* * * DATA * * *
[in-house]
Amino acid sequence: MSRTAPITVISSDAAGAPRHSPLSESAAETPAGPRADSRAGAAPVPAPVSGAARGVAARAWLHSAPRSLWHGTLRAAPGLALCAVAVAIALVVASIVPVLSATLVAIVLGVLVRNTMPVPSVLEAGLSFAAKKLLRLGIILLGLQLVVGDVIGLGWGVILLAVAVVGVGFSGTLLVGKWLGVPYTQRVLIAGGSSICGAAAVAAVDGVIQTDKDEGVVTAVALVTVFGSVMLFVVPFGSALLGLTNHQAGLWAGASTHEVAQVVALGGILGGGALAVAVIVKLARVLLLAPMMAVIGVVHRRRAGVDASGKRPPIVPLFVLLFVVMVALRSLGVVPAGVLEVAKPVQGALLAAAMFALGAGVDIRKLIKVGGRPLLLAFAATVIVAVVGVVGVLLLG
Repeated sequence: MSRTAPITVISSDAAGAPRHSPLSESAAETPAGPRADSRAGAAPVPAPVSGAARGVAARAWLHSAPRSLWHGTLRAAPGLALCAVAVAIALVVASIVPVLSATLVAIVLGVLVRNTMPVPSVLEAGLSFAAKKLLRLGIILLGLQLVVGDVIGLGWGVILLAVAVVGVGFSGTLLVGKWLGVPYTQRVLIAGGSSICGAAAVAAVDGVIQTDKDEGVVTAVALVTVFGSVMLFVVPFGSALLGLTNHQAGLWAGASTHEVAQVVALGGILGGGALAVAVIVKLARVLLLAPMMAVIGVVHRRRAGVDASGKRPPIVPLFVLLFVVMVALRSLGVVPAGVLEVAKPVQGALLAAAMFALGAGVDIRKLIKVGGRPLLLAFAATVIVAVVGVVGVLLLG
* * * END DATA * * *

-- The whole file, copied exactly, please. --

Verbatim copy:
[in-house]
Amino acid sequence: MSRTAPITVISSDAAGAPRHSPLSESAAETPAGPRADSRAGAAPVPAPVSGAARGVAARAWLHSAPRSLWHGTLRAAPGLALCAVAVAIALVVASIVPVLSATLVAIVLGVLVRNTMPVPSVLEAGLSFAAKKLLRLGIILLGLQLVVGDVIGLGWGVILLAVAVVGVGFSGTLLVGKWLGVPYTQRVLIAGGSSICGAAAVAAVDGVIQTDKDEGVVTAVALVTVFGSVMLFVVPFGSALLGLTNHQAGLWAGASTHEVAQVVALGGILGGGALAVAVIVKLARVLLLAPMMAVIGVVHRRRAGVDASGKRPPIVPLFVLLFVVMVALRSLGVVPAGVLEVAKPVQGALLAAAMFALGAGVDIRKLIKVGGRPLLLAFAATVIVAVVGVVGVLLLG
Repeated sequence: MSRTAPITVISSDAAGAPRHSPLSESAAETPAGPRADSRAGAAPVPAPVSGAARGVAARAWLHSAPRSLWHGTLRAAPGLALCAVAVAIALVVASIVPVLSATLVAIVLGVLVRNTMPVPSVLEAGLSFAAKKLLRLGIILLGLQLVVGDVIGLGWGVILLAVAVVGVGFSGTLLVGKWLGVPYTQRVLIAGGSSICGAAAVAAVDGVIQTDKDEGVVTAVALVTVFGSVMLFVVPFGSALLGLTNHQAGLWAGASTHEVAQVVALGGILGGGALAVAVIVKLARVLLLAPMMAVIGVVHRRRAGVDASGKRPPIVPLFVLLFVVMVALRSLGVVPAGVLEVAKPVQGALLAAAMFALGAGVDIRKLIKVGGRPLLLAFAATVIVAVVGVVGVLLLG